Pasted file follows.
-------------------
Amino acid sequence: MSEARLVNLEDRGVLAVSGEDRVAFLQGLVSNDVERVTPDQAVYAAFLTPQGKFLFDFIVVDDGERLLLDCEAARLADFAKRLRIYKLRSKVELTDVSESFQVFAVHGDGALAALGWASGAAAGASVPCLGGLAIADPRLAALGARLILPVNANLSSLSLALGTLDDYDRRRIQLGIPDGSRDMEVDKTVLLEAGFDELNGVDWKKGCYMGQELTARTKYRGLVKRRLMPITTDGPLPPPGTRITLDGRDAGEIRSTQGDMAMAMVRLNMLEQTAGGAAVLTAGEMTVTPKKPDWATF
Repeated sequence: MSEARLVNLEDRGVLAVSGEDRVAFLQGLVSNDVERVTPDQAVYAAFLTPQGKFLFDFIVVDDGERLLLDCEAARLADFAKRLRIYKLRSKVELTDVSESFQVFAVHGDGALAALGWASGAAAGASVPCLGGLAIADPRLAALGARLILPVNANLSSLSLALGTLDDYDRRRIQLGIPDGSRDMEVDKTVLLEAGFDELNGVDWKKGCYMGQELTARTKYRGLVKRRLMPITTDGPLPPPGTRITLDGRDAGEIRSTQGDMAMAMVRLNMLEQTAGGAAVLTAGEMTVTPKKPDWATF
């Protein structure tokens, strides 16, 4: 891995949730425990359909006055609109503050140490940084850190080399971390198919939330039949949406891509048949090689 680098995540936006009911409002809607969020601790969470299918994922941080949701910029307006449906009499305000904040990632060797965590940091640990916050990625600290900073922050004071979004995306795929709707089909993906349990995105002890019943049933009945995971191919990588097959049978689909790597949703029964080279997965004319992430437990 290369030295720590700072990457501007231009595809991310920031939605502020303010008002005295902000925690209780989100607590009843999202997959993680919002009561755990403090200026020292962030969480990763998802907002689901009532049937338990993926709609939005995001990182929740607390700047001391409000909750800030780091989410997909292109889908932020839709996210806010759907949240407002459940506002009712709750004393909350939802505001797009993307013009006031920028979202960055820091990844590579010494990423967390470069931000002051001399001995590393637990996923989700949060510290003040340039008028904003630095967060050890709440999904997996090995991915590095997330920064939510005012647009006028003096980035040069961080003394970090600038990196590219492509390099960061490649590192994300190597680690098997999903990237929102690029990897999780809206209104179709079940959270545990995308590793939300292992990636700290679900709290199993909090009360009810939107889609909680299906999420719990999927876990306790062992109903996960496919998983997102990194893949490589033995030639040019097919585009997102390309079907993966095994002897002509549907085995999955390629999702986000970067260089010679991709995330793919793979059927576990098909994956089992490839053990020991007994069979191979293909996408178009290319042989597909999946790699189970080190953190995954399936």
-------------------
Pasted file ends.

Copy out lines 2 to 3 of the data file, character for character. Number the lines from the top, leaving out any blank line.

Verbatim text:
Repeated sequence: MSEARLVNLEDRGVLAVSGEDRVAFLQGLVSNDVERVTPDQAVYAAFLTPQGKFLFDFIVVDDGERLLLDCEAARLADFAKRLRIYKLRSKVELTDVSESFQVFAVHGDGALAALGWASGAAAGASVPCLGGLAIADPRLAALGARLILPVNANLSSLSLALGTLDDYDRRRIQLGIPDGSRDMEVDKTVLLEAGFDELNGVDWKKGCYMGQELTARTKYRGLVKRRLMPITTDGPLPPPGTRITLDGRDAGEIRSTQGDMAMAMVRLNMLEQTAGGAAVLTAGEMTVTPKKPDWATF
């Protein structure tokens, strides 16, 4: 891995949730425990359909006055609109503050140490940084850190080399971390198919939330039949949406891509048949090689 680098995540936006009911409002809607969020601790969470299918994922941080949701910029307006449906009499305000904040990632060797965590940091640990916050990625600290900073922050004071979004995306795929709707089909993906349990995105002890019943049933009945995971191919990588097959049978689909790597949703029964080279997965004319992430437990 290369030295720590700072990457501007231009595809991310920031939605502020303010008002005295902000925690209780989100607590009843999202997959993680919002009561755990403090200026020292962030969480990763998802907002689901009532049937338990993926709609939005995001990182929740607390700047001391409000909750800030780091989410997909292109889908932020839709996210806010759907949240407002459940506002009712709750004393909350939802505001797009993307013009006031920028979202960055820091990844590579010494990423967390470069931000002051001399001995590393637990996923989700949060510290003040340039008028904003630095967060050890709440999904997996090995991915590095997330920064939510005012647009006028003096980035040069961080003394970090600038990196590219492509390099960061490649590192994300190597680690098997999903990237929102690029990897999780809206209104179709079940959270545990995308590793939300292992990636700290679900709290199993909090009360009810939107889609909680299906999420719990999927876990306790062992109903996960496919998983997102990194893949490589033995030639040019097919585009997102390309079907993966095994002897002509549907085995999955390629999702986000970067260089010679991709995330793919793979059927576990098909994956089992490839053990020991007994069979191979293909996408178009290319042989597909999946790699189970080190953190995954399936």